Thursday, August 16, 2012

Find: Twitter revs up mTurk with Clockwork Raven

Looks handy!

Crowdsourced data analysis with Clockwork Raven

Today, we’re excited to open source Clockwork Raven, a web application that allows users to easily submit data to Mechanical Turk for manual review and then analyze that data. Clockwork Raven steps in to do what algorithms cannot: it sends your data analysis tasks to real people and gets fast, cheap and accurate results. We use Clockwork Raven to gather tens of thousands of judgments from Mechanical Turk users every week.


We’re huge fans of human evaluation at Twitter and how it can aid data analysis. In the past, we’ve used systems like Mechanical Turk and CrowdFlower, as well as an internal system where we train dedicated reviewers and have them come in to our offices. However, as we scale up our usage of human evaluation, we needed a better system. This is why we built Clockwork Raven and designed it with several important goals in mind:

Wednesday, August 15, 2012

Viz: Distant Shape - 10 Years of Daring Fireball

Cassovary: A Big Graph-Processing Library

Cassovary: A Big Graph-Processing Library

We are open sourcing Cassovary, a big graph-processing library for the Java Virtual Machine (JVM) written in Scala. Cassovary is designed from the ground up to efficiently handle graphs with billions of edges. It comes with some common node and graph data structures and traversal algorithms. A typical usage is to do large-scale graph mining and analysis.

At Twitter, Cassovary forms the bottom layer of a stack that we use to power many of our graph-based features, including "Who to Follow" and “Similar to.” We also use it for relevance in Twitter Search and the algorithms that determine which Promoted Products users will see. Over time, we hope to bring more non-proprietary logic from some of those product features into Cassovary.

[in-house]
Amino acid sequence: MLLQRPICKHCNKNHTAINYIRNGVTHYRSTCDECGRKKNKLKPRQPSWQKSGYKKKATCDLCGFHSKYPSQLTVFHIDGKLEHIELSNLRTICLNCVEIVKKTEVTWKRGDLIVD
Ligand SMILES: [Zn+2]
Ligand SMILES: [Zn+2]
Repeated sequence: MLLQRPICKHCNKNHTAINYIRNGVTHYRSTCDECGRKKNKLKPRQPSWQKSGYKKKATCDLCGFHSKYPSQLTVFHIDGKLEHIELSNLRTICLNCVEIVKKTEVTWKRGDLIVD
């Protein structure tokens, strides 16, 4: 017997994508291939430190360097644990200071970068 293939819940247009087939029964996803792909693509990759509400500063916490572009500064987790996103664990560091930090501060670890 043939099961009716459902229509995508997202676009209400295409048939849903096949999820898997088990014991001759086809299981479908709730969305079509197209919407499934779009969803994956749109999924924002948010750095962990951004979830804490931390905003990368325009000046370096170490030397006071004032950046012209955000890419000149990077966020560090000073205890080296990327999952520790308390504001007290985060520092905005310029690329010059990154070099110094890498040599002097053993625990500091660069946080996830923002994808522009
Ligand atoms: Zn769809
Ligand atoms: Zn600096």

Please use, fork, and contribute to Cassovary if you can. If you have any questions, ask on the mailing list or file issues on GitHub. Also, follow @cassovary for updates.

-Pankaj Gupta (@pankaj)

Viz: Visualizing Hadoop with HDFS-DU

Visualizing Hadoop with HDFS-DU

We are a heavy adopter of Apache Hadoop with a large set of data that resides in its clusters, so it’s important for us to understand how these resources are utilized. At our July Hack Week, we experimented with developing HDFS-DU to provide us an interactive visualization of the underlying Hadoop Distributed File System (HDFS). The project aims to monitor different snapshots for the entire HDFS system in an interactive way, showing the size of the folders and the rate at which the size changes. It can also effectively identify efficient and inefficient file storage and highlight nodes in the file system where this is happening.

HDFS-DU provides the following in a web user interface:

  • A TreeMap visualization where each node is a folder in HDFS. The area of each node can be relative to the size or number of descendents

  • A tree visualization showing the topology of the file system